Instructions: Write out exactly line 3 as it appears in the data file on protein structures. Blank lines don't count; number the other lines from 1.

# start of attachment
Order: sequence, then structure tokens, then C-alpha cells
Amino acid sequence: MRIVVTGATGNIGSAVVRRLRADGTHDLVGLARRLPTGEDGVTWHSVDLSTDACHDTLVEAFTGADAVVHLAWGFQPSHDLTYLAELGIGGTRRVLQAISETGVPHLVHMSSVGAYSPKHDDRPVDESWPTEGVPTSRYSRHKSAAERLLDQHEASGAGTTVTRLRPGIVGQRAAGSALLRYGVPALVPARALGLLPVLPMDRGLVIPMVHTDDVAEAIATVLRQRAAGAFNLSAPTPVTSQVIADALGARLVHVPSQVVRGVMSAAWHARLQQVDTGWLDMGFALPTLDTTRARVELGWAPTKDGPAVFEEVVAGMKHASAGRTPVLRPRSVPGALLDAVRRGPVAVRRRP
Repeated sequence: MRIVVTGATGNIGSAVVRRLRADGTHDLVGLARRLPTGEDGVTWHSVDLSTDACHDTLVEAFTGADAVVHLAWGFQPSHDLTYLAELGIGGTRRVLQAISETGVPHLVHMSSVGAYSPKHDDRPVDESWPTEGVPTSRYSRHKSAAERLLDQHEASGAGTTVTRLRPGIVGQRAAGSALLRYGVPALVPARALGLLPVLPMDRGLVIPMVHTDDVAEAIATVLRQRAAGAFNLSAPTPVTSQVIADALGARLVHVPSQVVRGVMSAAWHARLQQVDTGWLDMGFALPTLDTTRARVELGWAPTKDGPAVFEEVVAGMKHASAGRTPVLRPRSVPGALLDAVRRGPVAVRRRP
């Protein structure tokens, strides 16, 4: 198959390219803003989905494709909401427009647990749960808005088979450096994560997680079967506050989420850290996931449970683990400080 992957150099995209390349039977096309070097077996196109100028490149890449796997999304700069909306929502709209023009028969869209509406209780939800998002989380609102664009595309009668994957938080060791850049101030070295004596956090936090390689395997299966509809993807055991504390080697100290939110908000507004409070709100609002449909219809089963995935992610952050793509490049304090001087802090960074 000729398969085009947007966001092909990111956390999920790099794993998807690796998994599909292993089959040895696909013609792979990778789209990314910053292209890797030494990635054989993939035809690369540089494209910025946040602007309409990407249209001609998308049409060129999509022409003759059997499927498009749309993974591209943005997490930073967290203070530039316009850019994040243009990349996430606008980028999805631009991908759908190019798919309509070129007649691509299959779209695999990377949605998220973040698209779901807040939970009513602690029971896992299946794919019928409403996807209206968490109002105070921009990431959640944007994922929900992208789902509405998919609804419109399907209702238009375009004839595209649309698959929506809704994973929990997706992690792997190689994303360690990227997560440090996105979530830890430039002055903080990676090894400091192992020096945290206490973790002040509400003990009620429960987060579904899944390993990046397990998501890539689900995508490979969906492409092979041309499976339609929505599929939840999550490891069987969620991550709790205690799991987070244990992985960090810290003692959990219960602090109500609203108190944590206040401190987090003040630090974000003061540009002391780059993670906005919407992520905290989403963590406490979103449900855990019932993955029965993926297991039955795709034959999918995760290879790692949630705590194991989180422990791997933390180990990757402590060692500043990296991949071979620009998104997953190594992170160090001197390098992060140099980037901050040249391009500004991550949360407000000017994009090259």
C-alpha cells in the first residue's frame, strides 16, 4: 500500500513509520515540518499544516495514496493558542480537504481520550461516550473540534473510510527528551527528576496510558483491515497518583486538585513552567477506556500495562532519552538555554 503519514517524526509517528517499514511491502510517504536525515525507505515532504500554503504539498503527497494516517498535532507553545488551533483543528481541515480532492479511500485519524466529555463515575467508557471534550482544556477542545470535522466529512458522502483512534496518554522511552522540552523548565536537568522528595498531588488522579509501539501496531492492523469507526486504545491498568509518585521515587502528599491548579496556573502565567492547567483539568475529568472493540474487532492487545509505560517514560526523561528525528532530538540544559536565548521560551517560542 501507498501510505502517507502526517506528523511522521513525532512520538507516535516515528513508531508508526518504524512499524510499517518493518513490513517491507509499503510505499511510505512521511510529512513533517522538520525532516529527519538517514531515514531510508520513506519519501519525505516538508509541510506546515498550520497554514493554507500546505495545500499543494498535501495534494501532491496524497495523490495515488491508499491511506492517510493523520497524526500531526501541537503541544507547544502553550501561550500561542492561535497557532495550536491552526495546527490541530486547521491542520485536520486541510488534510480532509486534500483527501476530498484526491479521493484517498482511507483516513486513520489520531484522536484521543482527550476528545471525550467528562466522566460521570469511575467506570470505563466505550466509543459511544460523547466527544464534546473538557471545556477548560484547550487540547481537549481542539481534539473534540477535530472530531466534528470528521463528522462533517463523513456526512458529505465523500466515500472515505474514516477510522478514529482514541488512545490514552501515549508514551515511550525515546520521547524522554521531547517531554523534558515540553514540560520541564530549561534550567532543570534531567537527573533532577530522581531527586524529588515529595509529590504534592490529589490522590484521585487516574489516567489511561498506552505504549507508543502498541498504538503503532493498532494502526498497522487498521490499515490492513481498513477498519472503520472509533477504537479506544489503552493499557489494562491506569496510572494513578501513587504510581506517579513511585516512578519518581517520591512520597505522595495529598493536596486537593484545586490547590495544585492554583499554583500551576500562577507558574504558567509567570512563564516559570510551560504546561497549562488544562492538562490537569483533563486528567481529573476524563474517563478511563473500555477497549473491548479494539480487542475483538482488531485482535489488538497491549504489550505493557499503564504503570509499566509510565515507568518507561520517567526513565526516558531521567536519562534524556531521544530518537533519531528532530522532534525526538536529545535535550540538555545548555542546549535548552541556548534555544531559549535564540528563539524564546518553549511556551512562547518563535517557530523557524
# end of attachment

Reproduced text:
Repeated sequence: MRIVVTGATGNIGSAVVRRLRADGTHDLVGLARRLPTGEDGVTWHSVDLSTDACHDTLVEAFTGADAVVHLAWGFQPSHDLTYLAELGIGGTRRVLQAISETGVPHLVHMSSVGAYSPKHDDRPVDESWPTEGVPTSRYSRHKSAAERLLDQHEASGAGTTVTRLRPGIVGQRAAGSALLRYGVPALVPARALGLLPVLPMDRGLVIPMVHTDDVAEAIATVLRQRAAGAFNLSAPTPVTSQVIADALGARLVHVPSQVVRGVMSAAWHARLQQVDTGWLDMGFALPTLDTTRARVELGWAPTKDGPAVFEEVVAGMKHASAGRTPVLRPRSVPGALLDAVRRGPVAVRRRP